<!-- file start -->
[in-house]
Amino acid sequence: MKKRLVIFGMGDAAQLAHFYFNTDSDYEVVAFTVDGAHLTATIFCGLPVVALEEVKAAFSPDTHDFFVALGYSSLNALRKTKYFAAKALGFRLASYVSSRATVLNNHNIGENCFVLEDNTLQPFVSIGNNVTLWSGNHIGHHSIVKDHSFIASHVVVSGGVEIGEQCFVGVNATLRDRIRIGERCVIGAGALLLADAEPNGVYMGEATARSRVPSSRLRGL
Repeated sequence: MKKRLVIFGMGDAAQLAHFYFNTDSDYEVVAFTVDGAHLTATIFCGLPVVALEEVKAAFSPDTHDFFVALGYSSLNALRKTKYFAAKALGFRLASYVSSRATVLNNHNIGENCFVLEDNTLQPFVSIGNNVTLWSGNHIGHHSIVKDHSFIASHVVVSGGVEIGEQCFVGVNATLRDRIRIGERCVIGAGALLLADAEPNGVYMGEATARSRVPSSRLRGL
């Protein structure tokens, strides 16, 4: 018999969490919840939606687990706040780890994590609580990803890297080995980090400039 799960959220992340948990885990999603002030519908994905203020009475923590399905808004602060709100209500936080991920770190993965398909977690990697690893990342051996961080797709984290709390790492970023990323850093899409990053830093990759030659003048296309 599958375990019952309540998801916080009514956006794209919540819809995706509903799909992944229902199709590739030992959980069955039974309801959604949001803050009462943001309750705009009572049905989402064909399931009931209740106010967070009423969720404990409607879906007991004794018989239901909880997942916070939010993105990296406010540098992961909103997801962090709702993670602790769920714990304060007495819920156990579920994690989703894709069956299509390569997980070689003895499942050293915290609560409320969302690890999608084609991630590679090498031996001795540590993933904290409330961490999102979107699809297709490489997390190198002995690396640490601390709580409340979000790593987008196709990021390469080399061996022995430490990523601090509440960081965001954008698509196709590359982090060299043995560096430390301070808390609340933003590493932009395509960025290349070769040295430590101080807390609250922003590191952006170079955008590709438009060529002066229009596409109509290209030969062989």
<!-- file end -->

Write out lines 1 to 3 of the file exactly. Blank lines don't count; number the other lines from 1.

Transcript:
[in-house]
Amino acid sequence: MKKRLVIFGMGDAAQLAHFYFNTDSDYEVVAFTVDGAHLTATIFCGLPVVALEEVKAAFSPDTHDFFVALGYSSLNALRKTKYFAAKALGFRLASYVSSRATVLNNHNIGENCFVLEDNTLQPFVSIGNNVTLWSGNHIGHHSIVKDHSFIASHVVVSGGVEIGEQCFVGVNATLRDRIRIGERCVIGAGALLLADAEPNGVYMGEATARSRVPSSRLRGL
Repeated sequence: MKKRLVIFGMGDAAQLAHFYFNTDSDYEVVAFTVDGAHLTATIFCGLPVVALEEVKAAFSPDTHDFFVALGYSSLNALRKTKYFAAKALGFRLASYVSSRATVLNNHNIGENCFVLEDNTLQPFVSIGNNVTLWSGNHIGHHSIVKDHSFIASHVVVSGGVEIGEQCFVGVNATLRDRIRIGERCVIGAGALLLADAEPNGVYMGEATARSRVPSSRLRGL